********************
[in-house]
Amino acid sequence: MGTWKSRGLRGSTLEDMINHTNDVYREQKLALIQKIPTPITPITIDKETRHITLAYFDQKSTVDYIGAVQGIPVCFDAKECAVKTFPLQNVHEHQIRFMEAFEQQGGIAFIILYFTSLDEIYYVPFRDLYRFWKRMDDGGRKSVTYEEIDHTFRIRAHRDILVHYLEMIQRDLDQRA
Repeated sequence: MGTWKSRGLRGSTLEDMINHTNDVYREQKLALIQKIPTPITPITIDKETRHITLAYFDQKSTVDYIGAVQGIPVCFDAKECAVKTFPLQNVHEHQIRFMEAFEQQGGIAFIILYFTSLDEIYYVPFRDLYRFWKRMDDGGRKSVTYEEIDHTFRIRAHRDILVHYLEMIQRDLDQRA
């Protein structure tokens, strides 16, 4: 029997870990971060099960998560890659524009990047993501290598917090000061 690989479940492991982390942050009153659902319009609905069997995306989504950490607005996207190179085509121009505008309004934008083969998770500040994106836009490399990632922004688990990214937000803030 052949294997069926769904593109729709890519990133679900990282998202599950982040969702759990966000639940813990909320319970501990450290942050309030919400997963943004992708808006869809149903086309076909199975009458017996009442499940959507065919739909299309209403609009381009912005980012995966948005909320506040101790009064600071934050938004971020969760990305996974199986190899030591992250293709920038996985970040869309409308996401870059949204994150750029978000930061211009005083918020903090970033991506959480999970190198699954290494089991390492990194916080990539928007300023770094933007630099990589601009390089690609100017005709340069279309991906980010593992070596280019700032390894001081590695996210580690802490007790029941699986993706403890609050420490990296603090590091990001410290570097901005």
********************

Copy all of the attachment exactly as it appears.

[in-house]
Amino acid sequence: MGTWKSRGLRGSTLEDMINHTNDVYREQKLALIQKIPTPITPITIDKETRHITLAYFDQKSTVDYIGAVQGIPVCFDAKECAVKTFPLQNVHEHQIRFMEAFEQQGGIAFIILYFTSLDEIYYVPFRDLYRFWKRMDDGGRKSVTYEEIDHTFRIRAHRDILVHYLEMIQRDLDQRA
Repeated sequence: MGTWKSRGLRGSTLEDMINHTNDVYREQKLALIQKIPTPITPITIDKETRHITLAYFDQKSTVDYIGAVQGIPVCFDAKECAVKTFPLQNVHEHQIRFMEAFEQQGGIAFIILYFTSLDEIYYVPFRDLYRFWKRMDDGGRKSVTYEEIDHTFRIRAHRDILVHYLEMIQRDLDQRA
């Protein structure tokens, strides 16, 4: 029997870990971060099960998560890659524009990047993501290598917090000061 690989479940492991982390942050009153659902319009609905069997995306989504950490607005996207190179085509121009505008309004934008083969998770500040994106836009490399990632922004688990990214937000803030 052949294997069926769904593109729709890519990133679900990282998202599950982040969702759990966000639940813990909320319970501990450290942050309030919400997963943004992708808006869809149903086309076909199975009458017996009442499940959507065919739909299309209403609009381009912005980012995966948005909320506040101790009064600071934050938004971020969760990305996974199986190899030591992250293709920038996985970040869309409308996401870059949204994150750029978000930061211009005083918020903090970033991506959480999970190198699954290494089991390492990194916080990539928007300023770094933007630099990589601009390089690609100017005709340069279309991906980010593992070596280019700032390894001081590695996210580690802490007790029941699986993706403890609050420490990296603090590091990001410290570097901005």